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As the economic downturn lingers, departments across the country look for ways to reduce budgets. Smart facilities, including laboratories, can save space and energy (and therefore money) compared to traditional facilities. One area in which facilities are becoming increasingly smart is user identification. The ability for the facility to identify users helps in the three most paramount issues of forensic design: safety, efficiency, and security. We’ll examine three different technologies which work in conjunction with three different items that are common to forensic facilities—fume hoods, lighting, and evidence security.

Fume hoods are the first line of defense in the safety of users against chemical exposure and work on the principle of containment and directing airflow away from the user. They are also expensive to run. The typical fume hood in the U.S. uses “3.5 times as much energy as a home.”1 Two recent technologies have helped reduce the amount of energy fume hoods use; fume hood occupancy sensors and the newest generation of ductless fume hoods.

In a traditional fume hood, air is drawn through the sash in one direction and at a velocity to assure that any contaminated air within the hood cannot escape. The air runs through the fume hood and is then exhausted out of the building. The air pulled through the hoods is conditioned—we are paying to condition air and then almost immediately exhausting it out of the building. Fume hoods exhaust significantly more air when the sash is open than when the sash is closed. For any number of reasons, users may leave the sash open when the fume hood is not in use. Finding ways to reduce the amount of time fume hood sashes are unnecessarily open will help reduce the energy use of a facility. Keeping the sash closed when a fume hood is not in use is also a good safety practice. One way to keep fume hood sashes closed when not in use is with fume hood occupancy sensors, also called automatic sash operators.

Automatic sash operators identify if there is a user at the hood or not and raises or lowers the sash in accordance with that information. An example of an automatic sash operator is Labconco’s Intelli-Sash. The Intelli-Sash utilizes a passive infrared occupancy sensor which automatically senses the presence of a person and will open the sash accordingly. The cone of sensitivity of the sensor can be adjusted to account for such differences as someone being at the fume hood versus someone simply walking past the fume hood. Reaction time for the auto-open feature is quick and closing times can be adjusted to your preference. This feature also includes built-in safety features, for example the sash will stop short of an obstruction in its path.2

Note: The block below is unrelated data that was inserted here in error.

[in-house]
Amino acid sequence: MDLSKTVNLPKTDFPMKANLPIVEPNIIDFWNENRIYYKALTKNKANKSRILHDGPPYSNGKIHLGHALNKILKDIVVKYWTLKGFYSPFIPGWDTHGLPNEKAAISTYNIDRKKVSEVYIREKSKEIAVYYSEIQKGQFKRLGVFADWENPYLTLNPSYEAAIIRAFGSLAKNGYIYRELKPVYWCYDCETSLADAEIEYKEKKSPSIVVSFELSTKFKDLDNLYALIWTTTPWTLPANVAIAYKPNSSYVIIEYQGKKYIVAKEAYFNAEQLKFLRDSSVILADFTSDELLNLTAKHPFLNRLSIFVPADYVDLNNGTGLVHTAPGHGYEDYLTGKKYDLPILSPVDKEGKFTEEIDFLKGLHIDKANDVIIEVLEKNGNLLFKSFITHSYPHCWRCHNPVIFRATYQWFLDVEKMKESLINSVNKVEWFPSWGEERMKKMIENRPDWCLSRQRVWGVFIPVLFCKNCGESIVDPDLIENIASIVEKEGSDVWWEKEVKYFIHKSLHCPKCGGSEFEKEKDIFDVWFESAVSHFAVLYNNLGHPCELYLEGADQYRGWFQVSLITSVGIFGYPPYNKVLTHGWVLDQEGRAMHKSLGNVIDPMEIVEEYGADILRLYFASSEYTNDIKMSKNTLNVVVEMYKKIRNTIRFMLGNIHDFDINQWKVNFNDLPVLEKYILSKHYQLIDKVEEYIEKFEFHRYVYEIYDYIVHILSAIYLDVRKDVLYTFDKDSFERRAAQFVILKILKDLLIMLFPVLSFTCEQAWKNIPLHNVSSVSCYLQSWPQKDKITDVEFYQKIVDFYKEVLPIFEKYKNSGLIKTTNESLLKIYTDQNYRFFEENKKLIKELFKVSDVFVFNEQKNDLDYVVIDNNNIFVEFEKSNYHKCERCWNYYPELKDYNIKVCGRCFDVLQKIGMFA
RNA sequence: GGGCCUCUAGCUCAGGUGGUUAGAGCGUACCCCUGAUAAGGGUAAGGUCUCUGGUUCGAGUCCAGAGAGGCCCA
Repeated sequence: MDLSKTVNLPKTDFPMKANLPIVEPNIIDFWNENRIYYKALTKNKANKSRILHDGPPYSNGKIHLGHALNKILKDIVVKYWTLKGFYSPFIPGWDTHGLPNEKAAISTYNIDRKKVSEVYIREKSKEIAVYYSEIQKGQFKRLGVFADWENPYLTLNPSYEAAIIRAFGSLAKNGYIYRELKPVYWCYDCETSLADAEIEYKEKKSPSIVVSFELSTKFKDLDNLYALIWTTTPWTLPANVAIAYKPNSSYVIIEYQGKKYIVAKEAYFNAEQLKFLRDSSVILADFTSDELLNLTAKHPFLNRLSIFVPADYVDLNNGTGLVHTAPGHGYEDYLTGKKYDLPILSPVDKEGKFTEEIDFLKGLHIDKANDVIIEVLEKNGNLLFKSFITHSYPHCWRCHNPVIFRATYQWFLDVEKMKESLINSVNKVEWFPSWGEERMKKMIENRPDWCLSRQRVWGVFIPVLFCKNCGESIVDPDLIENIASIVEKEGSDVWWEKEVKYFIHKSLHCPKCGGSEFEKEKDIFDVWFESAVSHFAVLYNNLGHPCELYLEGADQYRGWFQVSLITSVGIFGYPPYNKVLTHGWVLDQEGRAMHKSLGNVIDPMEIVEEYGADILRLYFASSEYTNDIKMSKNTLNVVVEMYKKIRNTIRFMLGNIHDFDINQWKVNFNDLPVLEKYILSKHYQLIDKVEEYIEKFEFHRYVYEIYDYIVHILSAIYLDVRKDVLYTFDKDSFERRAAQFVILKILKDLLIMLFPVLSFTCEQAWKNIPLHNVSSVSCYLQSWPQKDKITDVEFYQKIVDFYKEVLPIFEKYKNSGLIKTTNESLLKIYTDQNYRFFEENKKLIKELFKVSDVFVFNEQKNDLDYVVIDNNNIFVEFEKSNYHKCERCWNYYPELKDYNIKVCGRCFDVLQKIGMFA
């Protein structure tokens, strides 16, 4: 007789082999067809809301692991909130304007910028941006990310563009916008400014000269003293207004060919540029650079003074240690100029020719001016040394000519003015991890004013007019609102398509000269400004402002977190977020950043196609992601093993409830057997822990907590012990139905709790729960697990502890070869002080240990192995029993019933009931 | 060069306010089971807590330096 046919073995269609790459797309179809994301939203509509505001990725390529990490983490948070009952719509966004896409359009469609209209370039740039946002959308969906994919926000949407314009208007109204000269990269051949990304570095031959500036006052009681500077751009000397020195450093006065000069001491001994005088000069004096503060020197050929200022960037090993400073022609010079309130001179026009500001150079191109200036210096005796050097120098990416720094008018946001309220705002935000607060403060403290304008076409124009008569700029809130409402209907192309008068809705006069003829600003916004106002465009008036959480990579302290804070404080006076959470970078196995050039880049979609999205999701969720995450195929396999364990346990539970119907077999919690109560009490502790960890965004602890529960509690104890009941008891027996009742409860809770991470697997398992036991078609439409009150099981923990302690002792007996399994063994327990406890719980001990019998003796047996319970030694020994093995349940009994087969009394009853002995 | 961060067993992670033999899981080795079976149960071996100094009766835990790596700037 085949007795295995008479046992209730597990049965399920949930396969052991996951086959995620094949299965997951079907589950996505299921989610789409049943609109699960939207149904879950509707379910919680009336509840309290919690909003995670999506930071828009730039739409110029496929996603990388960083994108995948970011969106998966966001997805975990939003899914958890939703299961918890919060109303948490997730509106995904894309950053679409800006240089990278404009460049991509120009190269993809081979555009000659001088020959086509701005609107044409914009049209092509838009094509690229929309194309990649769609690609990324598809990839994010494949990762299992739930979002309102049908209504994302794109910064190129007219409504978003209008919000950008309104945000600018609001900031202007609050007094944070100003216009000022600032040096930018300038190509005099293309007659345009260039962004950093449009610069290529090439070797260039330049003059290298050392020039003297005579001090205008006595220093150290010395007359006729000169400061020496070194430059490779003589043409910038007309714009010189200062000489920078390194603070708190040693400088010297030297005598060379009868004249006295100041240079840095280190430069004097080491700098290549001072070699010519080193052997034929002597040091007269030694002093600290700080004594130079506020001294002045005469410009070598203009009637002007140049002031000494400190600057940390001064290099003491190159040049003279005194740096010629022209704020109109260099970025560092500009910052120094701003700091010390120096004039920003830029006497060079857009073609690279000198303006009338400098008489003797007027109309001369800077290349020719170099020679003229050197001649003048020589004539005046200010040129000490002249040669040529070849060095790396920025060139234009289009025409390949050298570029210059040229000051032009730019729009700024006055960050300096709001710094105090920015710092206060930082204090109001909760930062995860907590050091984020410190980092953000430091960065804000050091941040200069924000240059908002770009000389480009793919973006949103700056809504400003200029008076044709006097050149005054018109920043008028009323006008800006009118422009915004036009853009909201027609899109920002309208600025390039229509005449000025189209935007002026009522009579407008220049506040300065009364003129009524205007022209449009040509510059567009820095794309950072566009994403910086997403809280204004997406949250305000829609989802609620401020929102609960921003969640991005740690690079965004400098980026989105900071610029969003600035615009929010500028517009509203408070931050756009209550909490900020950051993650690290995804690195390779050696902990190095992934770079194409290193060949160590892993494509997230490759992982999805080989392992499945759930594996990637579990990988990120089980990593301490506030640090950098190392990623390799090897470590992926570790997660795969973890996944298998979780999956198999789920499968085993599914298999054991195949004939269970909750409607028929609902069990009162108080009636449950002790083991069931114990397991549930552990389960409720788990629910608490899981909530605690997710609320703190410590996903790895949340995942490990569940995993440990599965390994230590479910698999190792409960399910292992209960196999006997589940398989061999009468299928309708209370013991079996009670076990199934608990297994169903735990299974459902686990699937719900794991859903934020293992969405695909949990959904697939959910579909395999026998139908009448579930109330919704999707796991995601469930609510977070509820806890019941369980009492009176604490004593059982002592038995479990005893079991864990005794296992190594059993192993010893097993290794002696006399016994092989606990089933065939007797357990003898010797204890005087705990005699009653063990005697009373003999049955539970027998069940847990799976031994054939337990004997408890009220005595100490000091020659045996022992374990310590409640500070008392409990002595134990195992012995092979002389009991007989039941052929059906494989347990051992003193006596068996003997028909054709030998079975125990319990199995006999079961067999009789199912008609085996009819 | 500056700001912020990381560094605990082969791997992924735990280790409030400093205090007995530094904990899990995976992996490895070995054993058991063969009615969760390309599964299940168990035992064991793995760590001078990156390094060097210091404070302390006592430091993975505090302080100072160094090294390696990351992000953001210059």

Even with automatic sash operators, a standard fume hood and associated HVAC system will still exhaust air out of the building which increases energy costs. Ductless fume hoods expend far less energy, since they do not exhaust conditioned air out of the building. They too have features which identify use.

The newest generation of ductless fume hoods offers many improvements over previous ductless systems. Although ductless technology has been around for quite a while, they were often built with limited use in mind and were applicable for containing only certain chemicals. The newest products on the market utilize a new, multi-chemical containment model. These products developed by Erlab and marketed under the Green Fumehood name have been adopted by many industry leaders in fume hood production such as Thermo Scientific, Air Master Systems Corporation, and ALC Collegedale.3

Green fume hood technology heavily utilizes identification to maintain the safety of the users and assure the proper operation of the fume hoods. The filter technology employs modular columns of filter materials assuring capture of both liquid and gaseous chemicals along with the capture of powder and particulate.4 The system identifies the types of filters that are in place along with the age and use status of those filters in order to assure that all necessary precautions are in place prior to use.5

An additional identification feature of the Green Fume Hood is RFID cards which allow various types of hood use by various facility users. These smart cards are required for access and the hoods will only function upon receipt and insertion of these personalized cards. Alarms are created for any unsafe scenario including filter change requirements and potential events that produce heat.6,7

Fume hoods aren’t the only technology to utilize identification sensing for smart operation. While fume hoods and mechanical air systems are the leading cost of operations in a forensic facility, lighting is also costly.